The Fall of the House of Labor: The Workplace, the State, and American Labor Activism, 1865-1925

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Cambridge University Press, Jan 27, 1989 - History - 494 pages
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By studying the ways in which American industrial workers mobilized concerted action in their own interest, the author focuses on the workplace itself, examining the codes of conduct developed by different types of workers and the connections between their activity at work and their national origins and neighborhood life. David Montgomery, Farnam Professor of History at Yale University since 1979, is the author of Worker's Control in America (CUP, 1979) and is co-editor of the journal International Labor and Working Class History.
 

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David Montgomery had a unique perspective from which to write The Fall of the House of Labor. Having spent several years in the workforce and involved in labor politics during the 1950s, he saw the ... Read full review

The fall of the house of labor: the workplace, the state, and American labor activism, 1865-1925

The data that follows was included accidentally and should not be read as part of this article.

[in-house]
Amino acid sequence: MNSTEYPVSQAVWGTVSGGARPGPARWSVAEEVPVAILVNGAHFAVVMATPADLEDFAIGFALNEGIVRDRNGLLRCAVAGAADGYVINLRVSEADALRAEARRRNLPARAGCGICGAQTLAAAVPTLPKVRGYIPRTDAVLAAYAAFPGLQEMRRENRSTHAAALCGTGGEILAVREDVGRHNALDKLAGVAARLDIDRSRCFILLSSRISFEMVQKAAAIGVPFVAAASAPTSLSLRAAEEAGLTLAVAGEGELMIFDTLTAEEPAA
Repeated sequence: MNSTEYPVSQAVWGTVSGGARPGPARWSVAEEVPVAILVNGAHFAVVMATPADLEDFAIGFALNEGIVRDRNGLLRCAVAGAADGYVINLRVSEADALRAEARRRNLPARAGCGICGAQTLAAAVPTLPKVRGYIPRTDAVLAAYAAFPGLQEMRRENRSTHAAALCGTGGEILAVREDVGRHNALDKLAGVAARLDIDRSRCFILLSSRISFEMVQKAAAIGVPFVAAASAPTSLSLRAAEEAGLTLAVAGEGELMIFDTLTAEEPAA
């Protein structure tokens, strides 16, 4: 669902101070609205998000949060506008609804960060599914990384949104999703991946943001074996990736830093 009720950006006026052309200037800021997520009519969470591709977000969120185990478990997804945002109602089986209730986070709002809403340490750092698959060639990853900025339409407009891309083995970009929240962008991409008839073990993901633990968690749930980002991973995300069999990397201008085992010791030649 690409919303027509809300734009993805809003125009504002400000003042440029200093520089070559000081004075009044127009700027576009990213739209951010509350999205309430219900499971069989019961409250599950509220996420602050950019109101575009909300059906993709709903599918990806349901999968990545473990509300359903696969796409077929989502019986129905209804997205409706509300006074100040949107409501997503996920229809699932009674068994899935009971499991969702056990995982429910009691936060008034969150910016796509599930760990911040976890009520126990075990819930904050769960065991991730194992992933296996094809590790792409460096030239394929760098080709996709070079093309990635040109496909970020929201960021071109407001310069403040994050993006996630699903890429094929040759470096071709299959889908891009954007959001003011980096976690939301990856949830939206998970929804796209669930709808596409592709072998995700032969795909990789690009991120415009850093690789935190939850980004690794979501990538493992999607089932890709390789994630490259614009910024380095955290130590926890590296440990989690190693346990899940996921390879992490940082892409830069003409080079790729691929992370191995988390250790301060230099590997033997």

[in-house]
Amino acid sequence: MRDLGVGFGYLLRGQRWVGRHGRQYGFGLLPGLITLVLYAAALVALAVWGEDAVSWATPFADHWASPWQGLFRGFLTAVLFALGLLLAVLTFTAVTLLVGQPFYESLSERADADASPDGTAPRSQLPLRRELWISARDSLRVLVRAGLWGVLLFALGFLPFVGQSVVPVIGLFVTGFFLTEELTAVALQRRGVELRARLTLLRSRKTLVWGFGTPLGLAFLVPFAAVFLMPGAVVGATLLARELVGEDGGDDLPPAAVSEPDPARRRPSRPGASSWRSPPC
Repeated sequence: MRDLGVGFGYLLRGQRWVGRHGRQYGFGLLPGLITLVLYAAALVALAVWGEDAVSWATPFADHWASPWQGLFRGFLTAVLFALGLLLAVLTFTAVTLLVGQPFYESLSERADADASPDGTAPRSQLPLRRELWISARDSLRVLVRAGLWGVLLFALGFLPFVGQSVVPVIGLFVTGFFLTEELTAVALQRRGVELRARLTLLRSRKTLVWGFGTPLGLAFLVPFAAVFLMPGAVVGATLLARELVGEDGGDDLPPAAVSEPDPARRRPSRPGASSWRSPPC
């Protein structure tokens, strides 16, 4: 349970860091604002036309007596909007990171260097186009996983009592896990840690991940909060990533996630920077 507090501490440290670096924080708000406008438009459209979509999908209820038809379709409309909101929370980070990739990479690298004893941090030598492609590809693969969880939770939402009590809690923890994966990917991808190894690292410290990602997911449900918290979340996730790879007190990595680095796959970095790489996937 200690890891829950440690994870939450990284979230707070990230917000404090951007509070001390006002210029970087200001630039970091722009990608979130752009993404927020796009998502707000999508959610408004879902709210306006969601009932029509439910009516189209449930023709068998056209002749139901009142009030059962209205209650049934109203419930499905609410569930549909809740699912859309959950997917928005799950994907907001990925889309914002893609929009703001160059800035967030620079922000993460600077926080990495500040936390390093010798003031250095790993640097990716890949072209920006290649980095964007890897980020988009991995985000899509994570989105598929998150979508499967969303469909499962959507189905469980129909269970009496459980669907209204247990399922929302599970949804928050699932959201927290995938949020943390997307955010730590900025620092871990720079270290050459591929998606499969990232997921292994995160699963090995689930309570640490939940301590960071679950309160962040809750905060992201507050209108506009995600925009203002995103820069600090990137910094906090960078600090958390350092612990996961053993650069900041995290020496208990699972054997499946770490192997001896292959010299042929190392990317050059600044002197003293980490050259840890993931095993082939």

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After the Civil War, American workers struggled to gain a voice in how the workplace was run, and to create strong labor unions. Montgomery concentrates on what was happening on the shop floor, rather ... Read full review

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Contents

Acknowledgments
ix
Abbreviations used in text and notes
xi
Introduction
1
The managers brain under the workmans cap
9
The common laborer
58
The operative
112
The art of cutting metals
171
White shirts and superior intelligence
214
Our time believes in change
257
Patriots or paupers
330
This great struggle for democracy
370
A maximum of publicity with a minimum of interference
411
Index
465
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